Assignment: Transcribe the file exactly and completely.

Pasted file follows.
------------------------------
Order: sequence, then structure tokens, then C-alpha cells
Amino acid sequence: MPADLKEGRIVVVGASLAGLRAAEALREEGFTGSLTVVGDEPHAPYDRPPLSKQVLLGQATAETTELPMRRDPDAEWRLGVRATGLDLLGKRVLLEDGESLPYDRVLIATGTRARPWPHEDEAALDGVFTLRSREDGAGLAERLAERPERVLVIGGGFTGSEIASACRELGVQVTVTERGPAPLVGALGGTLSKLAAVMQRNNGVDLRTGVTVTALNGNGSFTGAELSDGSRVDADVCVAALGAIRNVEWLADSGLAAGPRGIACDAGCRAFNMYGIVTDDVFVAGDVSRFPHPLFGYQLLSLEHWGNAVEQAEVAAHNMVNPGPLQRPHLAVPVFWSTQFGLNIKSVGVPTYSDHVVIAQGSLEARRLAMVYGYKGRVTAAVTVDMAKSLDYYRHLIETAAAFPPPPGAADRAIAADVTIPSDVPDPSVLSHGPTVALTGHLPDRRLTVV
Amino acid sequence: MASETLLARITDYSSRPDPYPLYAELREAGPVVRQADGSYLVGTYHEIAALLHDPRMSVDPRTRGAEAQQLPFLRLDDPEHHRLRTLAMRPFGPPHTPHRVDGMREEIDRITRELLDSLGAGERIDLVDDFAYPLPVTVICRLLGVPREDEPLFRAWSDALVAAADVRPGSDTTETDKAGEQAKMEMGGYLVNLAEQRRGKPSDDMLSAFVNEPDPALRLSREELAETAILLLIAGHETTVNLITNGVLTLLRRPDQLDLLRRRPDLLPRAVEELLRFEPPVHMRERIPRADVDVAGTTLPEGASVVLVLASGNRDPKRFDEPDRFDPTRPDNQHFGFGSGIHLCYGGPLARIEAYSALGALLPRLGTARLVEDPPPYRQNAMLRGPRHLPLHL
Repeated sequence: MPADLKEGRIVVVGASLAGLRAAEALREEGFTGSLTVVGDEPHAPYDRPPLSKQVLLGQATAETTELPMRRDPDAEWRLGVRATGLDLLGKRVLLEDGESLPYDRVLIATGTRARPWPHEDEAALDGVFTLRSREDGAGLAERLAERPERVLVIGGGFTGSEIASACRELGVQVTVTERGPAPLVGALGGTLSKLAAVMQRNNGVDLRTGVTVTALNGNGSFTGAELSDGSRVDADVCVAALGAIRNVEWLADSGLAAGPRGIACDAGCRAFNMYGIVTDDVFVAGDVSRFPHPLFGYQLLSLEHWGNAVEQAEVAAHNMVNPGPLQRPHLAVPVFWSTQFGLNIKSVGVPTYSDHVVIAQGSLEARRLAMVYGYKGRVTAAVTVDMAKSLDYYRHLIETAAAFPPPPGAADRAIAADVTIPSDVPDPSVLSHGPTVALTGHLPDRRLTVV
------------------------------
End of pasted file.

Order: sequence, then structure tokens, then C-alpha cells
Amino acid sequence: MPADLKEGRIVVVGASLAGLRAAEALREEGFTGSLTVVGDEPHAPYDRPPLSKQVLLGQATAETTELPMRRDPDAEWRLGVRATGLDLLGKRVLLEDGESLPYDRVLIATGTRARPWPHEDEAALDGVFTLRSREDGAGLAERLAERPERVLVIGGGFTGSEIASACRELGVQVTVTERGPAPLVGALGGTLSKLAAVMQRNNGVDLRTGVTVTALNGNGSFTGAELSDGSRVDADVCVAALGAIRNVEWLADSGLAAGPRGIACDAGCRAFNMYGIVTDDVFVAGDVSRFPHPLFGYQLLSLEHWGNAVEQAEVAAHNMVNPGPLQRPHLAVPVFWSTQFGLNIKSVGVPTYSDHVVIAQGSLEARRLAMVYGYKGRVTAAVTVDMAKSLDYYRHLIETAAAFPPPPGAADRAIAADVTIPSDVPDPSVLSHGPTVALTGHLPDRRLTVV
Amino acid sequence: MASETLLARITDYSSRPDPYPLYAELREAGPVVRQADGSYLVGTYHEIAALLHDPRMSVDPRTRGAEAQQLPFLRLDDPEHHRLRTLAMRPFGPPHTPHRVDGMREEIDRITRELLDSLGAGERIDLVDDFAYPLPVTVICRLLGVPREDEPLFRAWSDALVAAADVRPGSDTTETDKAGEQAKMEMGGYLVNLAEQRRGKPSDDMLSAFVNEPDPALRLSREELAETAILLLIAGHETTVNLITNGVLTLLRRPDQLDLLRRRPDLLPRAVEELLRFEPPVHMRERIPRADVDVAGTTLPEGASVVLVLASGNRDPKRFDEPDRFDPTRPDNQHFGFGSGIHLCYGGPLARIEAYSALGALLPRLGTARLVEDPPPYRQNAMLRGPRHLPLHL
Repeated sequence: MPADLKEGRIVVVGASLAGLRAAEALREEGFTGSLTVVGDEPHAPYDRPPLSKQVLLGQATAETTELPMRRDPDAEWRLGVRATGLDLLGKRVLLEDGESLPYDRVLIATGTRARPWPHEDEAALDGVFTLRSREDGAGLAERLAERPERVLVIGGGFTGSEIASACRELGVQVTVTERGPAPLVGALGGTLSKLAAVMQRNNGVDLRTGVTVTALNGNGSFTGAELSDGSRVDADVCVAALGAIRNVEWLADSGLAAGPRGIACDAGCRAFNMYGIVTDDVFVAGDVSRFPHPLFGYQLLSLEHWGNAVEQAEVAAHNMVNPGPLQRPHLAVPVFWSTQFGLNIKSVGVPTYSDHVVIAQGSLEARRLAMVYGYKGRVTAAVTVDMAKSLDYYRHLIETAAAFPPPPGAADRAIAADVTIPSDVPDPSVLSHGPTVALTGHLPDRRLTVV